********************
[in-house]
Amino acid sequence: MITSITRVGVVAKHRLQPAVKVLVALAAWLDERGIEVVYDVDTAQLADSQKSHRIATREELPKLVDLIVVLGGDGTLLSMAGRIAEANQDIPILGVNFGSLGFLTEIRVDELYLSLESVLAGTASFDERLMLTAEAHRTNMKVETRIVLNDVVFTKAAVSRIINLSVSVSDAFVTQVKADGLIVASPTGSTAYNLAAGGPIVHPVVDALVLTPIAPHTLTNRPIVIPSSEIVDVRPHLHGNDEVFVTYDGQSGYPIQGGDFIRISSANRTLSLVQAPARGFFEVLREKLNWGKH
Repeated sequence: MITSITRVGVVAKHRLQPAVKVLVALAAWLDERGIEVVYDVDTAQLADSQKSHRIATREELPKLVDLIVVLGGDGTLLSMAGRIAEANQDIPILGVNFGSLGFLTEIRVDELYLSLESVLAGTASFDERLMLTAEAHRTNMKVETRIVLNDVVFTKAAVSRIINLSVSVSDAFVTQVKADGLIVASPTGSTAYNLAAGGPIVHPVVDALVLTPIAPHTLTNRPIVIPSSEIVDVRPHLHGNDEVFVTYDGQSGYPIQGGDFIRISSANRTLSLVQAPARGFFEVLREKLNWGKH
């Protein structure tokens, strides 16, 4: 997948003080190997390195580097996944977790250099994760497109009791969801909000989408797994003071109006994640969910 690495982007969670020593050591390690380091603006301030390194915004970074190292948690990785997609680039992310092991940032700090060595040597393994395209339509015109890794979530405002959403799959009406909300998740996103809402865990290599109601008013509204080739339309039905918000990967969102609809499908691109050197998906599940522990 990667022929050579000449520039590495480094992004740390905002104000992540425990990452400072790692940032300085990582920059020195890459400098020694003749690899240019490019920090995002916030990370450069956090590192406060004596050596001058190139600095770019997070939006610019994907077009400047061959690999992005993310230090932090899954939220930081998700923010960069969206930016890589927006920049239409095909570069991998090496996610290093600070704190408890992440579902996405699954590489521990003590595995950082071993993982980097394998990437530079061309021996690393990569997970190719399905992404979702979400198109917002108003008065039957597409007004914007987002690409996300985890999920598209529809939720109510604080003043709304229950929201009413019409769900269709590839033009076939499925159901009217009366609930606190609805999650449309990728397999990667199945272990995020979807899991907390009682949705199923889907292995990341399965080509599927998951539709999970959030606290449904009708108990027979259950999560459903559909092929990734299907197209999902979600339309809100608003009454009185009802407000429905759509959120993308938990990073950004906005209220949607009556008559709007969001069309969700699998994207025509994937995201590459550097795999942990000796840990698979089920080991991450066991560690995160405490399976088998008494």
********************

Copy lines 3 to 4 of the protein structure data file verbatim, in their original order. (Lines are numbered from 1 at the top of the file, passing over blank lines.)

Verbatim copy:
Repeated sequence: MITSITRVGVVAKHRLQPAVKVLVALAAWLDERGIEVVYDVDTAQLADSQKSHRIATREELPKLVDLIVVLGGDGTLLSMAGRIAEANQDIPILGVNFGSLGFLTEIRVDELYLSLESVLAGTASFDERLMLTAEAHRTNMKVETRIVLNDVVFTKAAVSRIINLSVSVSDAFVTQVKADGLIVASPTGSTAYNLAAGGPIVHPVVDALVLTPIAPHTLTNRPIVIPSSEIVDVRPHLHGNDEVFVTYDGQSGYPIQGGDFIRISSANRTLSLVQAPARGFFEVLREKLNWGKH
């Protein structure tokens, strides 16, 4: 997948003080190997390195580097996944977790250099994760497109009791969801909000989408797994003071109006994640969910 690495982007969670020593050591390690380091603006301030390194915004970074190292948690990785997609680039992310092991940032700090060595040597393994395209339509015109890794979530405002959403799959009406909300998740996103809402865990290599109601008013509204080739339309039905918000990967969102609809499908691109050197998906599940522990 990667022929050579000449520039590495480094992004740390905002104000992540425990990452400072790692940032300085990582920059020195890459400098020694003749690899240019490019920090995002916030990370450069956090590192406060004596050596001058190139600095770019997070939006610019994907077009400047061959690999992005993310230090932090899954939220930081998700923010960069969206930016890589927006920049239409095909570069991998090496996610290093600070704190408890992440579902996405699954590489521990003590595995950082071993993982980097394998990437530079061309021996690393990569997970190719399905992404979702979400198109917002108003008065039957597409007004914007987002690409996300985890999920598209529809939720109510604080003043709304229950929201009413019409769900269709590839033009076939499925159901009217009366609930606190609805999650449309990728397999990667199945272990995020979807899991907390009682949705199923889907292995990341399965080509599927998951539709999970959030606290449904009708108990027979259950999560459903559909092929990734299907197209999902979600339309809100608003009454009185009802407000429905759509959120993308938990990073950004906005209220949607009556008559709007969001069309969700699998994207025509994937995201590459550097795999942990000796840990698979089920080991991450066991560690995160405490399976088998008494």